Depending on your arguments for the ls or find command, you can gather a comprehensive set of context info and metadata on a single pass.

# find /path/to/scan -ls > output.file

It will take quite a while for the command to complete, but once you have the output stashed in a file you can pull all sorts of useful data from it.

Assuming a latency of 10ms per file it would take 33 minutes for 200,000 files. While this estimate may be conservative, there are typically multiple protocol ops that need to be done to each file, and they do add up. Plus, as mentioned before, ‘ls’ is a single threaded command.

  • If possible, ensure the directories of interest are stored on a file pool that has at least one of the metadata mirrors on SSD (metadata-read).
  • Windows Explorer can also enumerate the files in a directory tree surprisingly quickly. All you get is a file count, but it can work pretty well.
  • If the directory you wish to know the file count for just happens to be /ifs, you can run the LinCount job, which will tell you how many LINs there are in the file system.

Lincount (relatively) quickly scans the filesystem and returns the total count of LINs (logical inodes). The LIN count is essentially equivalent to the total file and directory count on a cluster. The job itself runs by default at the LOW priority, and is the fastest method of determining object count on OneFS, assuming no other job has run to completion.

The following syntax can be used to kick off the Lincount job from the OneFS CLI:

# isi job start lincount

The output from this will be along the lines of “Added job [52]”.

Note: The number in square brackets is the job ID.

To view results, run the following command from the CLI:

# isi job reports view [job ID]

For example:
# isi job reports view 52

LinCount[52] phase 1 (2021-07-06T09:33:33)


Elapsed time   1 seconds

Errors         0

Job mode       LinCount

LINs traversed 1722

SINs traversed 0

The "LINs traversed" metric indicates that 1722 files and directories were found.

Note: The Lincount job will also include snapshot revisions of LINs in its count.

Alternatively, if another treewalk job has run against the directory you wish to know the count for, you might be in luck.

At any rate, hundreds of thousands of files is a large number to store in one directory. To reduce the directory enumeration time, where possible divide the files up into multiple subdirectories.

When it comes to NFS, the behavior is going to partially depend on whether the client is doing READDIRPLUS operations vs READDIR. READDIRPLUS is useful if the client is going to need the metadata. However, ff all you’re trying to do is list the filenames, it actually makes that operation much slower.

If you only read the filenames in the directory, and you don’t attempt to stat any associated metadata, then this requires a relatively small amount of I/O to pull the names from the meta-tree, and should be fairly fast.

If this has already been done recently, some or all of the blocks are likely to already be in L2 cache. As such, a subsequent operation won’t need to read from hard disk and will be substantially faster.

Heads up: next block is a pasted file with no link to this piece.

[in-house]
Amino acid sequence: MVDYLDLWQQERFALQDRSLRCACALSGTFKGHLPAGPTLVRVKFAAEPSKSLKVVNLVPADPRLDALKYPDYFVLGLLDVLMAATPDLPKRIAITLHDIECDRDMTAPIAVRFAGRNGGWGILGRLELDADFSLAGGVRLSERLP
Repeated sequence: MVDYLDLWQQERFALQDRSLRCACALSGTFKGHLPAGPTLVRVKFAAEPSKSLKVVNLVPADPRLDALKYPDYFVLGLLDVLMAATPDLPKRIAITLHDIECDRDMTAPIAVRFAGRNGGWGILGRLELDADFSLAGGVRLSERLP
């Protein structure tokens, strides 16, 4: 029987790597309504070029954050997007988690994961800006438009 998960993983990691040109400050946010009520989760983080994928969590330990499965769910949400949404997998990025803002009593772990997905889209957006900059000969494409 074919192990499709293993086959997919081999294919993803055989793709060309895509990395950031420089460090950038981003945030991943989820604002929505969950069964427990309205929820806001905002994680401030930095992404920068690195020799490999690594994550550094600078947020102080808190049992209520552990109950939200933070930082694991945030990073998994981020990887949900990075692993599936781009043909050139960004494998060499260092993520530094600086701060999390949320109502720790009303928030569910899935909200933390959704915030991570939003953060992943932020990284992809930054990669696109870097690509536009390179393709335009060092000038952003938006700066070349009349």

NFS is more complicated regarding what it will and won’t cache on the client side, particularly with the attribute cache and the timeouts that are associated with it.

Here are some options from fastest to slowest:

  • If NFS is using READDIR, as opposed to READDIRPLUS, and the ‘ls’ command is invoked with the appropriate arguments to prevent it polling metadata or sorting the output, execution will be relatively swift.
  • If ‘ls’ polls the metadata (or if NFS uses READDIRPLUS) but doesn’t sort the results, output will be fairly immediately, but will take longer to complete overall.
  • If ‘ls’ sorts the output, nothing will be displayed until ls has read everything and sorted it, then you’ll get the output in a deluge at the end.


Affectionately named after TRON’s  ‘Master Control Program’, MCP is OneFS’ main utility for distributed service control across a cluster. MCP is responsible for starting, monitoring, and restarting failed services on a cluster. It also monitors configuration files and acts upon configuration changes, propagating local file changes to the rest of the cluster. As such, it performs a similar function to the Windows ‘service control manager’ (SCM) or MacOS ‘launchd’.

MCP is actually comprised of three different processes, one for each of its modes:

  • Master
  • Failsafe
  • Forker

These can be seen when viewing the running processes on a healthy node:

# ps -auxw | grep -i mcp | grep -v grep

root    5400    0.4  0.0  60760  19928  -  Ss   11Jun21    170:08.18 isi_mcp: master (isi_mcp)

root    5179    0.0  0.0  32760  13632  -  Is   11Jun21      0:00.01 isi_mcp: failsafe (isi_mcp)

root    5181    0.0  0.0  31476  12572  -  Is   11Jun21      0:00.36 isi_mcp: forker (isi_mcp)

The ‘Master’ is the central MCP process and does the bulk of the work. It monitors files and services, including the failsafe process, and delegates actions to the forker process.